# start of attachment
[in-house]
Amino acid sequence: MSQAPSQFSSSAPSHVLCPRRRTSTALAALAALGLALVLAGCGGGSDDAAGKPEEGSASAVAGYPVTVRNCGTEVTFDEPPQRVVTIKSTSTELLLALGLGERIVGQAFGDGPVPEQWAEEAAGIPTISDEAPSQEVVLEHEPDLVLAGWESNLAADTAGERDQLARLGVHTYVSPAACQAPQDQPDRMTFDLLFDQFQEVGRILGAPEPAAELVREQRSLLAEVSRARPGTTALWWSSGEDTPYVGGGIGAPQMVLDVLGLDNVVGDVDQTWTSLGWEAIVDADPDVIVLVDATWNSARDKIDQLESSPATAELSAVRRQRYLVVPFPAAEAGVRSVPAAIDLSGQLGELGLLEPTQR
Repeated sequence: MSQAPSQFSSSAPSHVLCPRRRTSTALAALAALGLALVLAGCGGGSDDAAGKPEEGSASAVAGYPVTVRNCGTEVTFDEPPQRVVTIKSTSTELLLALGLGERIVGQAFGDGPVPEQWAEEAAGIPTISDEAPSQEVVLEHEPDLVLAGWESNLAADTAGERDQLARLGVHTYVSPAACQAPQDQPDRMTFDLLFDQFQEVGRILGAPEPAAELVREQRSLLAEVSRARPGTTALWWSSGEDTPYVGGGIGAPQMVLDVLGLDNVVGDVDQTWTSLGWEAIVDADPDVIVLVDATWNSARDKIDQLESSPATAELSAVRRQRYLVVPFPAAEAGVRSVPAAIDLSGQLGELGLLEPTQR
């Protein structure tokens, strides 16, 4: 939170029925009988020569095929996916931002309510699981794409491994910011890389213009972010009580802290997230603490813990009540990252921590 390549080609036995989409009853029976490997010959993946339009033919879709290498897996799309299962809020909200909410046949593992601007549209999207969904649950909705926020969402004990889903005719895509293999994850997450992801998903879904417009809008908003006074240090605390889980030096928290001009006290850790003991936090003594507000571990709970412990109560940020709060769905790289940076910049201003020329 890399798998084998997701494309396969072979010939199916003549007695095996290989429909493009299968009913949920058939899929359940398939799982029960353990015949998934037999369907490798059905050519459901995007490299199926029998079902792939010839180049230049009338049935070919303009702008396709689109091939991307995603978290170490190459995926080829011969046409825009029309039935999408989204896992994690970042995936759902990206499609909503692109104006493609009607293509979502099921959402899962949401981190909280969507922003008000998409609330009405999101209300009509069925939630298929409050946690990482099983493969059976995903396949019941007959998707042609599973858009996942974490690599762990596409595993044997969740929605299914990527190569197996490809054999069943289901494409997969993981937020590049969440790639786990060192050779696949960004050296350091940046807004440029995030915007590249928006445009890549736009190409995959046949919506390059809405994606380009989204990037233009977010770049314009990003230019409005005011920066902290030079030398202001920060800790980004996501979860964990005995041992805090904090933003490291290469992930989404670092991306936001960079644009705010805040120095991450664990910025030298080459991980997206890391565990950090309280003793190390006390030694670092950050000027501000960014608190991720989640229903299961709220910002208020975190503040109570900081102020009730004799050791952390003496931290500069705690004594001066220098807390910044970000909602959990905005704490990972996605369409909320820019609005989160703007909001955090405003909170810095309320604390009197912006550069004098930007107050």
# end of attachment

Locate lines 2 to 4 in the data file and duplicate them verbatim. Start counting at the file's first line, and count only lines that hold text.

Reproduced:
Amino acid sequence: MSQAPSQFSSSAPSHVLCPRRRTSTALAALAALGLALVLAGCGGGSDDAAGKPEEGSASAVAGYPVTVRNCGTEVTFDEPPQRVVTIKSTSTELLLALGLGERIVGQAFGDGPVPEQWAEEAAGIPTISDEAPSQEVVLEHEPDLVLAGWESNLAADTAGERDQLARLGVHTYVSPAACQAPQDQPDRMTFDLLFDQFQEVGRILGAPEPAAELVREQRSLLAEVSRARPGTTALWWSSGEDTPYVGGGIGAPQMVLDVLGLDNVVGDVDQTWTSLGWEAIVDADPDVIVLVDATWNSARDKIDQLESSPATAELSAVRRQRYLVVPFPAAEAGVRSVPAAIDLSGQLGELGLLEPTQR
Repeated sequence: MSQAPSQFSSSAPSHVLCPRRRTSTALAALAALGLALVLAGCGGGSDDAAGKPEEGSASAVAGYPVTVRNCGTEVTFDEPPQRVVTIKSTSTELLLALGLGERIVGQAFGDGPVPEQWAEEAAGIPTISDEAPSQEVVLEHEPDLVLAGWESNLAADTAGERDQLARLGVHTYVSPAACQAPQDQPDRMTFDLLFDQFQEVGRILGAPEPAAELVREQRSLLAEVSRARPGTTALWWSSGEDTPYVGGGIGAPQMVLDVLGLDNVVGDVDQTWTSLGWEAIVDADPDVIVLVDATWNSARDKIDQLESSPATAELSAVRRQRYLVVPFPAAEAGVRSVPAAIDLSGQLGELGLLEPTQR
């Protein structure tokens, strides 16, 4: 939170029925009988020569095929996916931002309510699981794409491994910011890389213009972010009580802290997230603490813990009540990252921590 390549080609036995989409009853029976490997010959993946339009033919879709290498897996799309299962809020909200909410046949593992601007549209999207969904649950909705926020969402004990889903005719895509293999994850997450992801998903879904417009809008908003006074240090605390889980030096928290001009006290850790003991936090003594507000571990709970412990109560940020709060769905790289940076910049201003020329 890399798998084998997701494309396969072979010939199916003549007695095996290989429909493009299968009913949920058939899929359940398939799982029960353990015949998934037999369907490798059905050519459901995007490299199926029998079902792939010839180049230049009338049935070919303009702008396709689109091939991307995603978290170490190459995926080829011969046409825009029309039935999408989204896992994690970042995936759902990206499609909503692109104006493609009607293509979502099921959402899962949401981190909280969507922003008000998409609330009405999101209300009509069925939630298929409050946690990482099983493969059976995903396949019941007959998707042609599973858009996942974490690599762990596409595993044997969740929605299914990527190569197996490809054999069943289901494409997969993981937020590049969440790639786990060192050779696949960004050296350091940046807004440029995030915007590249928006445009890549736009190409995959046949919506390059809405994606380009989204990037233009977010770049314009990003230019409005005011920066902290030079030398202001920060800790980004996501979860964990005995041992805090904090933003490291290469992930989404670092991306936001960079644009705010805040120095991450664990910025030298080459991980997206890391565990950090309280003793190390006390030694670092950050000027501000960014608190991720989640229903299961709220910002208020975190503040109570900081102020009730004799050791952390003496931290500069705690004594001066220098807390910044970000909602959990905005704490990972996605369409909320820019609005989160703007909001955090405003909170810095309320604390009197912006550069004098930007107050």